Sure enough, Brad wanted to cast himself as Emilio. Shocking, I know. Or not. But seriously, how could he possibly think he was the right actor for that role? Emilio Sandoz is the only character in sf I can think of who is Puerto Rican, and yet again, some White guy was going to whitewash a great POC character and erase that which made him who he was. Hollywood was going to take from me the only character I could identify with, the only Puerto Rican in all of sf. As if the real Emilio never existed. As if I never existed.
Rather than have that happen, I would have settled for any other Latino actor to play the part-Mexican, Columbian, Dominican, Guatemalan, Cuban, insert-any-Central-or-Southern-American-or-Caribbean country-here, just please, please, please, not a White guy! Thankfully, the film option expired and my beloved novel and only Puerto Rican character were safe, and I could stop living in fear. For now.
I know that given the dismal shortage of representation of any kind of people of color in sf, I should be grateful for any Latino characters, and I am, but it’s precisely because Emilio is the only Puerto Rican that it’s important to me that he stays Puerto Rican. It’s precisely because in the future everyone is some mysterious monolithic “Hispanic” that I want the world to know that “Hispanic” isn’t enough. It’s not enough in real life, and it shouldn’t be enough in our literature and media.
There are all kinds of Latinos in the real world, and there should be kinds of Latinos in sf. All of us should be represented, and faithfully so. We don’t all come from one country—no Virginia, Latin America is not one country. We don’t all look alike-yes, really, some of us are blonde. We don’t all dance salsa—some of us prefer Bachata. We don’t all eat tacos—pupusas are delicious, you should try them. We are not all Catholics—the oldest synagogues in the western hemisphere are in Latin America. I could go on, and on, and on, but my point is that each of our cultures is unique, and everyone should get to see that. Just as not all White people insert-stupid-stereotype-here, not all Latinos insert-stupid-stereotype-here.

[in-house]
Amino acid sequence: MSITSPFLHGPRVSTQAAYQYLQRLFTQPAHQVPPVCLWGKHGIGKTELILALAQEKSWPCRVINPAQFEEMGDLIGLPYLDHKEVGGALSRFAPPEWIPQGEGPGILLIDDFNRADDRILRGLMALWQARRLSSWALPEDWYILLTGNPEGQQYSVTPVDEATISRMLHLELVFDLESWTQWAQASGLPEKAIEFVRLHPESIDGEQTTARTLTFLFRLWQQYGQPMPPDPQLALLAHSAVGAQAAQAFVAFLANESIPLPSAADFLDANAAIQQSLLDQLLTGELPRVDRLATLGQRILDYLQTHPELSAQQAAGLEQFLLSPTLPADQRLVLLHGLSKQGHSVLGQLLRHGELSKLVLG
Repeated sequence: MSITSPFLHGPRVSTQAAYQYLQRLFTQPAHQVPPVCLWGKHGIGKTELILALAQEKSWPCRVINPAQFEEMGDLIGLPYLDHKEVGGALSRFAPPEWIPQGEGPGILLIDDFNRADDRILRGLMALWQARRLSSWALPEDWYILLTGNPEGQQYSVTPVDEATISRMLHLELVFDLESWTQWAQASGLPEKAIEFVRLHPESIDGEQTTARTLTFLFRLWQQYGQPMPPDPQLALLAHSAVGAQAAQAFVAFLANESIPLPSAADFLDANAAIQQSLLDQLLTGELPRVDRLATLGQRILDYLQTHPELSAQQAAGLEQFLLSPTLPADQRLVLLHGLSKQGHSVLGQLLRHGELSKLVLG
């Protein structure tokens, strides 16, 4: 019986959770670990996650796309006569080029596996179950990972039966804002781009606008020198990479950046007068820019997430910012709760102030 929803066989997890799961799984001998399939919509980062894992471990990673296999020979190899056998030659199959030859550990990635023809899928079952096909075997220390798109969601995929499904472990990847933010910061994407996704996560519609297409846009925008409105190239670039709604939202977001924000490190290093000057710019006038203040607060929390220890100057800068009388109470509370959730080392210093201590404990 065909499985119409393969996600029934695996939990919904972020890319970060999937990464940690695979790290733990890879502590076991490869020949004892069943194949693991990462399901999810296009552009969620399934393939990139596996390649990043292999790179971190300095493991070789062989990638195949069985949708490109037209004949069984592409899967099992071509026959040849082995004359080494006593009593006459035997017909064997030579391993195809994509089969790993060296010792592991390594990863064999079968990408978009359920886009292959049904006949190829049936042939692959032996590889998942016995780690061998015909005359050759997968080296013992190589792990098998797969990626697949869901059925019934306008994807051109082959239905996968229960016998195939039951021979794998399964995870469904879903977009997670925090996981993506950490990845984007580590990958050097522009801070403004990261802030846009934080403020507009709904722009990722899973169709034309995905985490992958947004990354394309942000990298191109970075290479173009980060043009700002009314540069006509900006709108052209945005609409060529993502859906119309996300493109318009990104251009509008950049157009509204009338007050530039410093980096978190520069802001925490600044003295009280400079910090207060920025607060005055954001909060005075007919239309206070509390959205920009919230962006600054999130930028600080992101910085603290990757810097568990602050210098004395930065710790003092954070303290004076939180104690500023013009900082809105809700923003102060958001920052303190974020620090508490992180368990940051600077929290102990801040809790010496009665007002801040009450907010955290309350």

The number of myths and misconceptions about “Hispanics” is both hurtful and depressing. For a genre that is supposed to explore the universe, yet somehow can’t manage to explore the people living right here, right now, science fiction fails, time and time again, to be forward thinking. I am tired of never seeing myself represented. I am tired of reading about or seeing characters who are one-dimensional stereotypes. I am tired of White people trying to make it seem like they’re the only ones that do anything, and none of the rest of us even exist except in the background or as villains. I am tired of it all. And I demand better. You want to write whitewashed, one-dimensional crap? Feel free, just don’t expect me to spend my time or money on helping you push your agenda.
Isabel has been a fan since childhood and active in fandom for almost 20 years. She is Latina by birth, Jewish by choice, vegetarian by conscience, and uppity as necessary. As an event manager for a science museum, she is free to reveal her geekiness at work and not suffer any consequences. Isabel and her husband recently relocated to sunny California and so far, she has resisted the urge to go on Facebook and post pictures of herself wearing summer clothing in February while her friends back in Chicago are experiencing the Polar Vortex.
March 12, 2015 @ 10:11 am
Thanks for including me.
Jim C. Hines
March 12, 2015 @ 10:15 am
And thank you for being a part of it! 🙂
March 12, 2015 @ 10:36 am
As an American woman born of Colombian Immigrants… YES. ALL MY YES.
Thanks so much, Isabel! I’m so tired of seeing Colombians portrayed only as drug lords or cocaine pushers in Hollywood. I hate that “Hispanic” or “Latino” in this country tends to be code for “Mexican” (and I can’t tell you how many times I’ve had people say, “Oh, you’re Latina? Are you from Mexico?” I don’t even LOOK Mexican, not even remotely).
And I certainly never had any representative superheroes or heroes of any kind in the science fiction and fantasy I devoured as a child. It doesn’t help that I also happen to be a heavy Latina. Boobs and hips that are the stuff of dreams, right? Yeah, superheroes are always petite, blonde, slender… none of which describes me in the least. So yeah, I just assumed I could never be a superhero as a kid. There wasn’t a place for me in that world.
March 12, 2015 @ 11:10 am
I’d like to see more tv shows of all types that are based in a real city have at least the background characters represent the general ethnic diversity of the place it’s set. Ideally it’d be cool to have the whole case more representative, but if they aren’t brave enough for that then at least the crowd scenes and all levels of background characters should show that people created from cookie cutter moulds.